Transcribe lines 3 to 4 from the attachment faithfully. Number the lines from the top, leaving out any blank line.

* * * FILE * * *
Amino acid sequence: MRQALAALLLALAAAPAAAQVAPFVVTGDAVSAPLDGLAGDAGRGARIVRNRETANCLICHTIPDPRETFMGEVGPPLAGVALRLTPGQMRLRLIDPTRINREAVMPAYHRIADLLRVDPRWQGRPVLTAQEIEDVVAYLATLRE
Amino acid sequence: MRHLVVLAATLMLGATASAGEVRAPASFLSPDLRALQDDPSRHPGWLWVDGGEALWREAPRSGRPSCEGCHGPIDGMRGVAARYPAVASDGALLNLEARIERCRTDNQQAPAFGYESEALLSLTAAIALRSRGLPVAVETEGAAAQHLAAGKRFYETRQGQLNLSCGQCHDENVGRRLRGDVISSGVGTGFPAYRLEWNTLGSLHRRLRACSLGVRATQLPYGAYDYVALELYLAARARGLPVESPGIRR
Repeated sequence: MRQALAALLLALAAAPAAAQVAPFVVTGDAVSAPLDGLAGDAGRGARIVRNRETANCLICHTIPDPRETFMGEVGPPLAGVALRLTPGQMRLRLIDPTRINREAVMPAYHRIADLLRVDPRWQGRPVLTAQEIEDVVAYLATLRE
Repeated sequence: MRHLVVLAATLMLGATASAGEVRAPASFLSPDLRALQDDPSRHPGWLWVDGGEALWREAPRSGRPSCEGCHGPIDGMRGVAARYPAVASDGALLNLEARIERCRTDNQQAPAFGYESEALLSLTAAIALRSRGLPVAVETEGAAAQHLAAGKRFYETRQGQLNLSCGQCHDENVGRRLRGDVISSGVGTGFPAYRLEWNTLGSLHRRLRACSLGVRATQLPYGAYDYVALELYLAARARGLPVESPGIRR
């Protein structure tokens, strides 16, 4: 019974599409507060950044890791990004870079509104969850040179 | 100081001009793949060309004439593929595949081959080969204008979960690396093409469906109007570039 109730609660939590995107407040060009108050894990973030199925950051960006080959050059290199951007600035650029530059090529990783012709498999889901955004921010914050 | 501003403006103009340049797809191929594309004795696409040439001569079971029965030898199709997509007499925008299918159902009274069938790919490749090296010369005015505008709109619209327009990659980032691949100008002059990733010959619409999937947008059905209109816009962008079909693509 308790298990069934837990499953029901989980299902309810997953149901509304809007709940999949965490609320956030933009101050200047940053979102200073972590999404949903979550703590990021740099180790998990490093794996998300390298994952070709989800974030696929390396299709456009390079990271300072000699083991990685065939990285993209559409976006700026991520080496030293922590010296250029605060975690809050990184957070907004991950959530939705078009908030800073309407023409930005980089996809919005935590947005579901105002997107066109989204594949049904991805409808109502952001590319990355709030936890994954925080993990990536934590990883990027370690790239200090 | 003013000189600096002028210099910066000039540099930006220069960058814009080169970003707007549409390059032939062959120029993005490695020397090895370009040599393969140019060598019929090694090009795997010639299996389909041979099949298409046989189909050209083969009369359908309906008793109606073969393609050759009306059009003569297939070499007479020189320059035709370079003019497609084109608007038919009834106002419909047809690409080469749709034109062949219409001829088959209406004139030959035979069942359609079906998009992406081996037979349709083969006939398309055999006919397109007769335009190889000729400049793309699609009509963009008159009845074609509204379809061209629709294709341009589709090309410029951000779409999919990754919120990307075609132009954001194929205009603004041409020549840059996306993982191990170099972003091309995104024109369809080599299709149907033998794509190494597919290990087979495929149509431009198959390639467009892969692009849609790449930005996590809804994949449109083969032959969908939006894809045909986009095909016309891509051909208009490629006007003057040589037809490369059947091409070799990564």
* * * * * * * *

Repeated sequence: MRQALAALLLALAAAPAAAQVAPFVVTGDAVSAPLDGLAGDAGRGARIVRNRETANCLICHTIPDPRETFMGEVGPPLAGVALRLTPGQMRLRLIDPTRINREAVMPAYHRIADLLRVDPRWQGRPVLTAQEIEDVVAYLATLRE
Repeated sequence: MRHLVVLAATLMLGATASAGEVRAPASFLSPDLRALQDDPSRHPGWLWVDGGEALWREAPRSGRPSCEGCHGPIDGMRGVAARYPAVASDGALLNLEARIERCRTDNQQAPAFGYESEALLSLTAAIALRSRGLPVAVETEGAAAQHLAAGKRFYETRQGQLNLSCGQCHDENVGRRLRGDVISSGVGTGFPAYRLEWNTLGSLHRRLRACSLGVRATQLPYGAYDYVALELYLAARARGLPVESPGIRR